The Book of Psalms, or the Psalter, is often where most people go for comfort and guidance in the Bible. This chapter of the Old Testament includes 150 songs and poems written by David, Solomon, Moses, Asaph, the sons of Korah, Heman, and Ethan. In the new book, Spurgeon and the Psalms, publisher Thomas Nelson (Maclaren Series) has adapted short devotions from Charles H. Spurgeon’s The Treasury of David: An Original Exposition of the Book of Psalms…in Three Volumes before each of the 150 Psalms in the New King James Version (NKJV).
With a Black Leathersoft-TM cover and gold-edged pages, this slim 8.5-inch by 5.5-inch volume feels rich and sacred and will likely be a happy addition to anyone’s bedside table or morning best 20-minutes.
New King James Version Nice for Psalms
Many of us grew up with the King James Version and the language of the Psalms is especially pleasing and often memorized in the King’s English. When I left the religious cult of Christian Science, a sect that uses only the KJV, the first study Bible I purchased was in the New King James Version. I felt it was modern enough yet paid homage to the KJV in a way that felt homey but allowed me to read the scriptures with fresh eyes. I still have Psalm 23 and other passages memorized in the King James Version and greatly appreciate a study volume of the Psalter in a more traditional language. For other translations and deeper study, I use Bible Gateway’s website and the YouVersion Bible App.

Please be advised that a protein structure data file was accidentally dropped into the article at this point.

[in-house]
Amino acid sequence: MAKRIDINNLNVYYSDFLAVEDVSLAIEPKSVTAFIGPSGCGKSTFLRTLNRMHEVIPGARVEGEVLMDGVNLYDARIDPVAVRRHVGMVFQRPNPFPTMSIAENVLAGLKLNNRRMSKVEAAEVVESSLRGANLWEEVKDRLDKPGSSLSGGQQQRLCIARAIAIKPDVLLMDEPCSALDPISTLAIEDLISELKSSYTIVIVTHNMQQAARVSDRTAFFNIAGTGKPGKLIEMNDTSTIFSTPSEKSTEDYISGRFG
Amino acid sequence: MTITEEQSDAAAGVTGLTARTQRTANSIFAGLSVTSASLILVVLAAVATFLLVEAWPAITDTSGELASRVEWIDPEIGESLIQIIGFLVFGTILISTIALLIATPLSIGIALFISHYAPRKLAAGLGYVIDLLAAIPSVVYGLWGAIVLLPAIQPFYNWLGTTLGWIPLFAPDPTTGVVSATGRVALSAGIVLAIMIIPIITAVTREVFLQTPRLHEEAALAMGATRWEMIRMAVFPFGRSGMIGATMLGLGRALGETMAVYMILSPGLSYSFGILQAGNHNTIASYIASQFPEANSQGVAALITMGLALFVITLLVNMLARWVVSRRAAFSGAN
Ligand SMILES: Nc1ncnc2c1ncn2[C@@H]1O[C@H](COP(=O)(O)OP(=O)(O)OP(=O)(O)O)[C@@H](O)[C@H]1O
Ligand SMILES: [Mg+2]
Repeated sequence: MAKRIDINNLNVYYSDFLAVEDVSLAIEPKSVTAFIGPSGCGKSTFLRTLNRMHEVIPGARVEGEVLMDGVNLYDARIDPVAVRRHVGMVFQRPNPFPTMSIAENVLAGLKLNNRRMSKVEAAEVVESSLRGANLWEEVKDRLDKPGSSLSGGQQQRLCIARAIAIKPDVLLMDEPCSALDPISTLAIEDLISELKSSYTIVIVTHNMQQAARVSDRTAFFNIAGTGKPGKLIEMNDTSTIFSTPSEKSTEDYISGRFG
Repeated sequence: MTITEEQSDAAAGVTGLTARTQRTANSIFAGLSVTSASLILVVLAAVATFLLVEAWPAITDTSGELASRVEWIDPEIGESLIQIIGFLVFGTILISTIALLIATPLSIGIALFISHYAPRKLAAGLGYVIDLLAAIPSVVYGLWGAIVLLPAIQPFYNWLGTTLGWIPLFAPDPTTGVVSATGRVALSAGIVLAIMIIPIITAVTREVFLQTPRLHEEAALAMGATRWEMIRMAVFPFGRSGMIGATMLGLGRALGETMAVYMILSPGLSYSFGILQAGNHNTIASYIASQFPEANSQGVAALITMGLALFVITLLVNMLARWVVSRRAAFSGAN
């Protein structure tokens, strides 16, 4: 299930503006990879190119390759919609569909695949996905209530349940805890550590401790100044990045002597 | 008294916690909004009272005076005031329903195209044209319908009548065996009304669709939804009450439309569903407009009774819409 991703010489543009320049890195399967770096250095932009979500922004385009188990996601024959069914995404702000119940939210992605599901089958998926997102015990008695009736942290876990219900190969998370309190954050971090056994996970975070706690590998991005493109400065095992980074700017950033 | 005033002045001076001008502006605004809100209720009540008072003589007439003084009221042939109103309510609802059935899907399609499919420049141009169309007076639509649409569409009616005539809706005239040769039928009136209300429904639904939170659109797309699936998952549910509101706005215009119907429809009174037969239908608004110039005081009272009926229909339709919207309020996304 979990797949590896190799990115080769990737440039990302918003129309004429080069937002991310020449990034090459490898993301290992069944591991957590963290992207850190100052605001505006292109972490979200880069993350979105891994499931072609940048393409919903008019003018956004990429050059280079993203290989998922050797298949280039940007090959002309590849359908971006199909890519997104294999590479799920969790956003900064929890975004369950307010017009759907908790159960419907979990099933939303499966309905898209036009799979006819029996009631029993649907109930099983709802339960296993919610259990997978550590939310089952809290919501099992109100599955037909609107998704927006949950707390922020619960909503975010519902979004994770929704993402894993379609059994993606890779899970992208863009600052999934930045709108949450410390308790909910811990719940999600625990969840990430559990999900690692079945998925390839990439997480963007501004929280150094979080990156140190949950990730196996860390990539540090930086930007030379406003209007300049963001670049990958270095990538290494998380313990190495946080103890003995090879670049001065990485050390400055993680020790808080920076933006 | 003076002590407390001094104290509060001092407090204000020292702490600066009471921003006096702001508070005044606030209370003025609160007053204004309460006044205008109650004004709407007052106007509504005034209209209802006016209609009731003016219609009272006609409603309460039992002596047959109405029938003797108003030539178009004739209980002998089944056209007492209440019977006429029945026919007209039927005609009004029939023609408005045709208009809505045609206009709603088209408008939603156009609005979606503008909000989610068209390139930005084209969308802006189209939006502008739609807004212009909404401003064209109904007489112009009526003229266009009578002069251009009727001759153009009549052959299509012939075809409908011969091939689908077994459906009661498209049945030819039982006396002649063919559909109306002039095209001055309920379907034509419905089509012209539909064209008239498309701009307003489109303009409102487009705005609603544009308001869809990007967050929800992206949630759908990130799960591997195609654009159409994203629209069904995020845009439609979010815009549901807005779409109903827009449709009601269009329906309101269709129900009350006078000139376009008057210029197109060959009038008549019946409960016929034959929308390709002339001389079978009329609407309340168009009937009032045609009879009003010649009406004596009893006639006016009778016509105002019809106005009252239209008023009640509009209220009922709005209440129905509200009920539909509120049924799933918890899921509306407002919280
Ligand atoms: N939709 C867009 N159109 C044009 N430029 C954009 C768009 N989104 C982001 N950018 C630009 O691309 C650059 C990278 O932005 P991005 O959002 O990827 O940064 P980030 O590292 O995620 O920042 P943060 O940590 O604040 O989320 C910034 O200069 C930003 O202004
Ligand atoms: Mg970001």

Spurgeon and the Psalms: The Book of Psalms with Devotions from Charles Spurgeon
This new book from Thomas Nelson has 351 thin gold-edged pages, plus another ten or so pages for notes at the end of the book. The contents include a preface to the New King James Version, a preface by C. H. Spurgeon, an introduction, and 150 Psalms.
Spurgeon’s Treasury of David was his seven-volume “magnum opus,” first published in weekly installments over a twenty-year span in the London Metropolitan Tabernacle’s periodical, The Sword and the Trowel. As each section was completed it was published as a volume until the seventh and final volume was released in 1885. Considering the copyright has long since expired casing Spurgeon’s works to be in the Public Domain, publishers are allowed to pull content and republish as they like.
Range of Emotions in the Psalms
One of the things I appreciate the most about the Psalms is the vast range of emotions the writers use. Anger, fear, doubt, joy, sorrow, lament, uncertainty, happiness, shame, thankfulness, and loneliness are used by the writers to put weight to human experience and connect us to the divine. In the Psalms, we have evidence that God sanctions our feelings and that the human condition has not changed much if at all. We still grapple with the same doubts, the same fears, and the same struggles as David did so many years ago.
Psalm 1 – The Way of the Righteous and the End of the Ungodly
1 Blessed is the man
Who walks not in the counsel of the [a]ungodly,
Nor stands in the path of sinners,
Nor sits in the seat of the scornful;
2 But his delight is in the law of the Lord,
And in His law he [b]meditates day and night.
3 He shall be like a tree
Planted by the [c]rivers of water,
That brings forth its fruit in its season,
Whose leaf also shall not wither;
And whatever he does shall prosper.
4 The ungodly are not so,
But are like the chaff which the wind drives away.
5 Therefore the ungodly shall not stand in the judgment,
Nor sinners in the congregation of the righteous.
6 For the Lord knows the way of the righteous,
But the way of the ungodly shall perish.
I’ve always loved the imagery in Psalm 1 urging us to be, as lovers of the Lord, to be as trees are planted by rivers of water – firm, grounded, and rooted in our faith.
This delightful volume is fresh and helpful. Thanks to Thomas Nelson and to the Bible Gateway Blogger Grid for supplying me with this review copy of Spurgeon and the Psalms. This book is available on AMAZON and the FaithGateway Store.